It takes a certain amount of gumption to take on an eight-year bull market, asking people to pony up $200 million for a short-selling fund while the president tweets away about Dow 22K. It takes a few other things, according to veteran short-seller Marc Cohodes.
Shorting is an “all-encompassing, knock-your-teeth-out kind of project, and a lot of people don’t have the energy, drive, determination, guts, perseverance, smarts, courage and ability,” he said.
It also helps to have the certainty of youth, and the experience of having gutted Bill Ackman. Twenty-six-year-old Fahmi Quadir has both.
Quadir says she campaigned for the Krensavage fund to turn up the dial on its wager against Valeant Pharmaceuticals International Inc. The bet, the fund’s largest winner in 2016, propelled it to a 14 percent gain, according to a letter to clients seen by Bloomberg News. Krensavage didn’t make an executive available to comment.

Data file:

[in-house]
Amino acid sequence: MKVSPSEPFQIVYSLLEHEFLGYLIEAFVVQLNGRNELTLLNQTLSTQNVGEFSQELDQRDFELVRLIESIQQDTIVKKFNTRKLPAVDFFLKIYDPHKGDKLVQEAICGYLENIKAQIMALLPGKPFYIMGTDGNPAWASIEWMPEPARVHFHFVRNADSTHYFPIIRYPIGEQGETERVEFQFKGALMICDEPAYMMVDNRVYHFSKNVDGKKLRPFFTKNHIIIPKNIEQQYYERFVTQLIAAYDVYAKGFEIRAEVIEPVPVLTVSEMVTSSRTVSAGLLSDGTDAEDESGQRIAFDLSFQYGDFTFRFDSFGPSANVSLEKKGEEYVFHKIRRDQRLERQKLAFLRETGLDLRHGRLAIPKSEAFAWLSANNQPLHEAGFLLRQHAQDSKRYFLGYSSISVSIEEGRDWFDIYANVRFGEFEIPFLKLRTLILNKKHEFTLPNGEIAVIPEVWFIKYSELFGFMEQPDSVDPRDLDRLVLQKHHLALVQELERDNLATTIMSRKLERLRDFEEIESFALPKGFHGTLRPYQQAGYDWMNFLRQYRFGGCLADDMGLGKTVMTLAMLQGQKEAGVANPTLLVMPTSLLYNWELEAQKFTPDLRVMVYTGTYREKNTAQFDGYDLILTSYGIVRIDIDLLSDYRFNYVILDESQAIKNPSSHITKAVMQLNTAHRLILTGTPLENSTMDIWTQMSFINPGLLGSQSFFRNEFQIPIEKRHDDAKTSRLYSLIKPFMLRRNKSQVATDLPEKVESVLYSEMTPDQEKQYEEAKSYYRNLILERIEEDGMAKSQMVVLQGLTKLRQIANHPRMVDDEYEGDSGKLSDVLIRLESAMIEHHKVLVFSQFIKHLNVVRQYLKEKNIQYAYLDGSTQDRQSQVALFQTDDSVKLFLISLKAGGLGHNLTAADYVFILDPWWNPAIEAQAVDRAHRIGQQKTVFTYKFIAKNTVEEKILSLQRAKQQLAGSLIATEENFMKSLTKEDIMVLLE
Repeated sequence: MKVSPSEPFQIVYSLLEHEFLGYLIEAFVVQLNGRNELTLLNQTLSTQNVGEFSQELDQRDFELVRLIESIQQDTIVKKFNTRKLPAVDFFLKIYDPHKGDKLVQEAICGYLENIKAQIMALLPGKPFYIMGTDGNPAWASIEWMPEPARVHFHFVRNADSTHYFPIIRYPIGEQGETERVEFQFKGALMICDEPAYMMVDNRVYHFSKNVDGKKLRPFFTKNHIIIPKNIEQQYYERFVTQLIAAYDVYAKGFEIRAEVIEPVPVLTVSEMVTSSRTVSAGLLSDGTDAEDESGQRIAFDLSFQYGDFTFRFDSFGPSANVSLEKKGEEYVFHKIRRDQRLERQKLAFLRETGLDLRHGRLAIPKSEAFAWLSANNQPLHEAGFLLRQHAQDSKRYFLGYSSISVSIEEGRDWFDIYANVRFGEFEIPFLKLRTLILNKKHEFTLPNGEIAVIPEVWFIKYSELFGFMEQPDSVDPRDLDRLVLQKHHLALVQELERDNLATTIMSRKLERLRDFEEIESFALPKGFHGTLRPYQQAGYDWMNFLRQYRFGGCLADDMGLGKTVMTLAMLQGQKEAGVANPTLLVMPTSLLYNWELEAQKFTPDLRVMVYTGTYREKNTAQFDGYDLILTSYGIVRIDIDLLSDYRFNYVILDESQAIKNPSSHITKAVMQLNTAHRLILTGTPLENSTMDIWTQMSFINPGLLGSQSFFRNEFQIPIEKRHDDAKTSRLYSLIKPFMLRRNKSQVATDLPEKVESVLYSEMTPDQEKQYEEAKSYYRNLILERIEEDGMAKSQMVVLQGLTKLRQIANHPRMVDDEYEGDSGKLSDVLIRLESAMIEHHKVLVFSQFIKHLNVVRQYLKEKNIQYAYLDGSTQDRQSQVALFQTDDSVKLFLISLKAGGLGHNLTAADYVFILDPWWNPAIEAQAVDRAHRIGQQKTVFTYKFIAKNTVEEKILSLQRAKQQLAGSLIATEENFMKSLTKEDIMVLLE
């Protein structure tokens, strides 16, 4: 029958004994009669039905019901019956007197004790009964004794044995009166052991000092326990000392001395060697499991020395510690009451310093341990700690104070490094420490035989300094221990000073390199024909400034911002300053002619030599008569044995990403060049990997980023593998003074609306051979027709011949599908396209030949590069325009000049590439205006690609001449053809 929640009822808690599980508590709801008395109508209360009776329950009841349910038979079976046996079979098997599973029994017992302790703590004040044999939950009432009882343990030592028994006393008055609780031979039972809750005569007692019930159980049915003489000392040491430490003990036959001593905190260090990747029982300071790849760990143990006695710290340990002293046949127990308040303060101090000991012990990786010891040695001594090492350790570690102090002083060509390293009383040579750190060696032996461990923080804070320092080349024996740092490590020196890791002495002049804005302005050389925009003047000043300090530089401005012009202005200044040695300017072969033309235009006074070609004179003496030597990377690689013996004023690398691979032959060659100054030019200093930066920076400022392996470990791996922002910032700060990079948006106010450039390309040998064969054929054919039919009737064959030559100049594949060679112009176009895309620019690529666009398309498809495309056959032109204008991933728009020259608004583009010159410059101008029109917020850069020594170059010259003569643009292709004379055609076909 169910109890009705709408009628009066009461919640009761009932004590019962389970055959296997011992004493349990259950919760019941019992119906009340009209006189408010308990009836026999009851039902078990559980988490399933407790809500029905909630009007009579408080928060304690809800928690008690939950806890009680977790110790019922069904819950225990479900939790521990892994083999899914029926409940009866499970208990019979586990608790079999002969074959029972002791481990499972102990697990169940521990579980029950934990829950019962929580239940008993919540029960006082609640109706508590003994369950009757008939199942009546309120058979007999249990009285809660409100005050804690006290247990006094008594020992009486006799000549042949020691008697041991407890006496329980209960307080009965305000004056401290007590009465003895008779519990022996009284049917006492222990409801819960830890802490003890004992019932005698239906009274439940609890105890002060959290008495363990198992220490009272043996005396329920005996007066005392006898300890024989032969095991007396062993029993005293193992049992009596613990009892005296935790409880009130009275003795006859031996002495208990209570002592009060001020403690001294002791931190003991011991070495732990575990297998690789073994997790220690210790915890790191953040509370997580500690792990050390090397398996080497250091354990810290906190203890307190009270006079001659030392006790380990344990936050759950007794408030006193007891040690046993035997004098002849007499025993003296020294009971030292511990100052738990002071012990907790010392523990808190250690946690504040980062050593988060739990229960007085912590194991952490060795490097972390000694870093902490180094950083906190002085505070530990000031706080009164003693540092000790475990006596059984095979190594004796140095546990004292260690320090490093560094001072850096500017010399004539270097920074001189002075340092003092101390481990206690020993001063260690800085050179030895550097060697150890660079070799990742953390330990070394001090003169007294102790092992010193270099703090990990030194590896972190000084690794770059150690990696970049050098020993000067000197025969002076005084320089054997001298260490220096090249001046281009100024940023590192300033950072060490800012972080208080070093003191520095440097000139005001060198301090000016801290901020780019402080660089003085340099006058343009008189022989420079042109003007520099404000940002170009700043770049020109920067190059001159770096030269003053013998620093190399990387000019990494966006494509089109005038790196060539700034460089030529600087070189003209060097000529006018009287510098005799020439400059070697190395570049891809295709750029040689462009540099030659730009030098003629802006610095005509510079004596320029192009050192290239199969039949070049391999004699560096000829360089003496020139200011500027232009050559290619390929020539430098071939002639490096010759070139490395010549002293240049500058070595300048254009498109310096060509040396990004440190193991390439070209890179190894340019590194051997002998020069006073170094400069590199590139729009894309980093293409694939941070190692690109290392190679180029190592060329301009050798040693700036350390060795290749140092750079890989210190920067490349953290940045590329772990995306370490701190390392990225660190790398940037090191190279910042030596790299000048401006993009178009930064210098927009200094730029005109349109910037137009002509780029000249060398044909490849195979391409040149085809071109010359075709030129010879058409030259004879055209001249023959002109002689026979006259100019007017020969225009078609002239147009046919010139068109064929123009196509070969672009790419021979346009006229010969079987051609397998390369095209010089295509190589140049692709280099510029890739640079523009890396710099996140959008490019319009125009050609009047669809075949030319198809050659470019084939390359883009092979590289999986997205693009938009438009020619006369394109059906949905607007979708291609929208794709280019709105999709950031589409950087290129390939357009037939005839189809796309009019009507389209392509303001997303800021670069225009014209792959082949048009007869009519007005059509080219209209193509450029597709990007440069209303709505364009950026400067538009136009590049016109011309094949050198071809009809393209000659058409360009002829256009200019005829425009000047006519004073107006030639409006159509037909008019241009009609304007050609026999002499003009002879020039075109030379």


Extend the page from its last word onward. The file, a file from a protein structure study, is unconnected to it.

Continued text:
Cohodes said Quadir’s diligence on Valeant and Concordia International Corp. helped him gain conviction on his own wagers against those companies.
Plus, she doesn’t need a bear market to succeed. Just a bunch more con artists like Valeant.
“I’ve seen the tail end of a bull market and it doesn’t scare me,” Quadir, a protege of noted short-seller Marc Cohodes, said in a phone interview. Her edge? Identifying frauds or accounting vulnerabilities that could cause a stock to lose more than 60 percent of its market value, she says….
“She’s the real deal,” Cohodes, who once ran hedge fund Copper River Management and is now a private investor based in Cotati, California, said of Quadir. “I think she’s ruthless, I think she’s cold-blooded, and I think she’s dogged.”
Stop, Marc. You’ll make her blush.